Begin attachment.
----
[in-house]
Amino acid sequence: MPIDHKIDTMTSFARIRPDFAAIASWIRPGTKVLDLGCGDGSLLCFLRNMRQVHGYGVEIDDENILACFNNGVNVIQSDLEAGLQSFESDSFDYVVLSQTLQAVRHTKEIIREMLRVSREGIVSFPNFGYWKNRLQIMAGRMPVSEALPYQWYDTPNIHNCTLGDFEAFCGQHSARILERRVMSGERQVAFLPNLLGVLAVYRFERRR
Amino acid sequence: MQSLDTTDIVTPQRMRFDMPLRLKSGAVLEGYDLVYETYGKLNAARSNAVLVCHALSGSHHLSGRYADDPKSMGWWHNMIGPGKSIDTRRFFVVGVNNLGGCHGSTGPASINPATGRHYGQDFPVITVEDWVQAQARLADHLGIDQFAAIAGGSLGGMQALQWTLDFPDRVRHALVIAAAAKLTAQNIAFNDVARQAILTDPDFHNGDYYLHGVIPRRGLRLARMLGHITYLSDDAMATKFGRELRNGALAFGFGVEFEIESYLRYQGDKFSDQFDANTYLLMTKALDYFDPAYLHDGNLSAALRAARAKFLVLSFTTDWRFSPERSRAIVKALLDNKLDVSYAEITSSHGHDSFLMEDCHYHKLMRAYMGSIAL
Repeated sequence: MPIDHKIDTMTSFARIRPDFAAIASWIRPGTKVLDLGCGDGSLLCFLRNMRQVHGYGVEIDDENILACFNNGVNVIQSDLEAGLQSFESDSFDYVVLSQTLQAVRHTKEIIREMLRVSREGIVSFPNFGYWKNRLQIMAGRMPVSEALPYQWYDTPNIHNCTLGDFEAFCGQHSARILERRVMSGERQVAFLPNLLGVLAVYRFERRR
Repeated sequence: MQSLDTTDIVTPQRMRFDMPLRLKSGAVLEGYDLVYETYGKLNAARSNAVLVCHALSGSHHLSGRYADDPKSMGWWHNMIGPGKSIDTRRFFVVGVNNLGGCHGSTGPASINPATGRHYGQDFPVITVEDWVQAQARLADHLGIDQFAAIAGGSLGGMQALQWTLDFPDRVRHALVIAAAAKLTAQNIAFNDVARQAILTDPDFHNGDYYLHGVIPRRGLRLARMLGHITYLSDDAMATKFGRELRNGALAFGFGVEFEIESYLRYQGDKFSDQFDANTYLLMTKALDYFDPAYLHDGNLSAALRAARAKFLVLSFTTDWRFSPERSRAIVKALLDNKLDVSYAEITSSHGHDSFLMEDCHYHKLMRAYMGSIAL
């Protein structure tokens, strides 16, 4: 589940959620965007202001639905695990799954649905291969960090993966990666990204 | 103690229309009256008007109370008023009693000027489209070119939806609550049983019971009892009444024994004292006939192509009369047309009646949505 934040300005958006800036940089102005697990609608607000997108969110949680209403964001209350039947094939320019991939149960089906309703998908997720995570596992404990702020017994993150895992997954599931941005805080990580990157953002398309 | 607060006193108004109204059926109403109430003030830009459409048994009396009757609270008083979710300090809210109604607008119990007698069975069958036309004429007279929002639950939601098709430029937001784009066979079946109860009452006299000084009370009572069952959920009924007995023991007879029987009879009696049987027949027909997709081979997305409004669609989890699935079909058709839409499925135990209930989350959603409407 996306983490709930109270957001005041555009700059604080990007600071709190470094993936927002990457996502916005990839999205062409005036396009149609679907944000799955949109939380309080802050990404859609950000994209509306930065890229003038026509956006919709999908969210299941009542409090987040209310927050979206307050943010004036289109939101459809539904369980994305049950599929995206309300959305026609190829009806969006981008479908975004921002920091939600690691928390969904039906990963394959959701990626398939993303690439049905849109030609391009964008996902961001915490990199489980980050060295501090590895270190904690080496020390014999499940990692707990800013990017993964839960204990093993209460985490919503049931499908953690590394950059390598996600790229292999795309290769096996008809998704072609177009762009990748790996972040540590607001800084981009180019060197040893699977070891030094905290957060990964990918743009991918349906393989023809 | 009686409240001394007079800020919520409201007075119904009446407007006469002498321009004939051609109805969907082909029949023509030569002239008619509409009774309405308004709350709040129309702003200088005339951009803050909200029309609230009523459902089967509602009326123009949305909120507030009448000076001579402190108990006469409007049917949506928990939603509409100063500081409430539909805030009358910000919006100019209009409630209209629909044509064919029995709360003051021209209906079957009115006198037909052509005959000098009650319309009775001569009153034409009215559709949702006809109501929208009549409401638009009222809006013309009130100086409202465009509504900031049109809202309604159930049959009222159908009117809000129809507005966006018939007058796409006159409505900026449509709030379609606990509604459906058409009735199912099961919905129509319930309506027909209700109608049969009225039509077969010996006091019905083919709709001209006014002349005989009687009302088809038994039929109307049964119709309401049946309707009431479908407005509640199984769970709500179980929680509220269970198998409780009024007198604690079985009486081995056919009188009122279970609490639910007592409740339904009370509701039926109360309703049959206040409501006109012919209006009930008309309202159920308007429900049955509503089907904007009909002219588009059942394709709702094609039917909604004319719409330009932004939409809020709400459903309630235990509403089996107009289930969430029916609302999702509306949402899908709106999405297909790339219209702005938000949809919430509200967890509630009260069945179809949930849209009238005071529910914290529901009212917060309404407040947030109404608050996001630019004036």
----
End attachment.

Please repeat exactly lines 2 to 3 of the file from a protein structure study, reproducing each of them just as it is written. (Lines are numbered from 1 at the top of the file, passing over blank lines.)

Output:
Amino acid sequence: MPIDHKIDTMTSFARIRPDFAAIASWIRPGTKVLDLGCGDGSLLCFLRNMRQVHGYGVEIDDENILACFNNGVNVIQSDLEAGLQSFESDSFDYVVLSQTLQAVRHTKEIIREMLRVSREGIVSFPNFGYWKNRLQIMAGRMPVSEALPYQWYDTPNIHNCTLGDFEAFCGQHSARILERRVMSGERQVAFLPNLLGVLAVYRFERRR
Amino acid sequence: MQSLDTTDIVTPQRMRFDMPLRLKSGAVLEGYDLVYETYGKLNAARSNAVLVCHALSGSHHLSGRYADDPKSMGWWHNMIGPGKSIDTRRFFVVGVNNLGGCHGSTGPASINPATGRHYGQDFPVITVEDWVQAQARLADHLGIDQFAAIAGGSLGGMQALQWTLDFPDRVRHALVIAAAAKLTAQNIAFNDVARQAILTDPDFHNGDYYLHGVIPRRGLRLARMLGHITYLSDDAMATKFGRELRNGALAFGFGVEFEIESYLRYQGDKFSDQFDANTYLLMTKALDYFDPAYLHDGNLSAALRAARAKFLVLSFTTDWRFSPERSRAIVKALLDNKLDVSYAEITSSHGHDSFLMEDCHYHKLMRAYMGSIAL